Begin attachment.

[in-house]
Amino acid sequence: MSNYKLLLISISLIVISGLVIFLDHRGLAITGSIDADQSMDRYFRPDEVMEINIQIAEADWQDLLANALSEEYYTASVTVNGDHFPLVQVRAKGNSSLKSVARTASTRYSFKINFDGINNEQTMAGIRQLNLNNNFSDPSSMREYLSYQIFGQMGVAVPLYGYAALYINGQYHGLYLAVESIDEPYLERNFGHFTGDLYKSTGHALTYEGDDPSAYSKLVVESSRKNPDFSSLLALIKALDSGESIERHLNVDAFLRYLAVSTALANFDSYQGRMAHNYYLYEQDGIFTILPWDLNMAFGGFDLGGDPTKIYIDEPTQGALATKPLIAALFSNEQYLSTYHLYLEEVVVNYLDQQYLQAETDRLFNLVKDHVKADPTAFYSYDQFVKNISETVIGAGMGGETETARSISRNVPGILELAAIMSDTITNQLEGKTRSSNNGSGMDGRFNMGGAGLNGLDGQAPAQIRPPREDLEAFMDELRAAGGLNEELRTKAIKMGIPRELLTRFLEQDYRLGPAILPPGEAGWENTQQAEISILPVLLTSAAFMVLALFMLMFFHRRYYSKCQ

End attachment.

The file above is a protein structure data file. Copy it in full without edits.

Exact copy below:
[in-house]
Amino acid sequence: MSNYKLLLISISLIVISGLVIFLDHRGLAITGSIDADQSMDRYFRPDEVMEINIQIAEADWQDLLANALSEEYYTASVTVNGDHFPLVQVRAKGNSSLKSVARTASTRYSFKINFDGINNEQTMAGIRQLNLNNNFSDPSSMREYLSYQIFGQMGVAVPLYGYAALYINGQYHGLYLAVESIDEPYLERNFGHFTGDLYKSTGHALTYEGDDPSAYSKLVVESSRKNPDFSSLLALIKALDSGESIERHLNVDAFLRYLAVSTALANFDSYQGRMAHNYYLYEQDGIFTILPWDLNMAFGGFDLGGDPTKIYIDEPTQGALATKPLIAALFSNEQYLSTYHLYLEEVVVNYLDQQYLQAETDRLFNLVKDHVKADPTAFYSYDQFVKNISETVIGAGMGGETETARSISRNVPGILELAAIMSDTITNQLEGKTRSSNNGSGMDGRFNMGGAGLNGLDGQAPAQIRPPREDLEAFMDELRAAGGLNEELRTKAIKMGIPRELLTRFLEQDYRLGPAILPPGEAGWENTQQAEISILPVLLTSAAFMVLALFMLMFFHRRYYSKCQ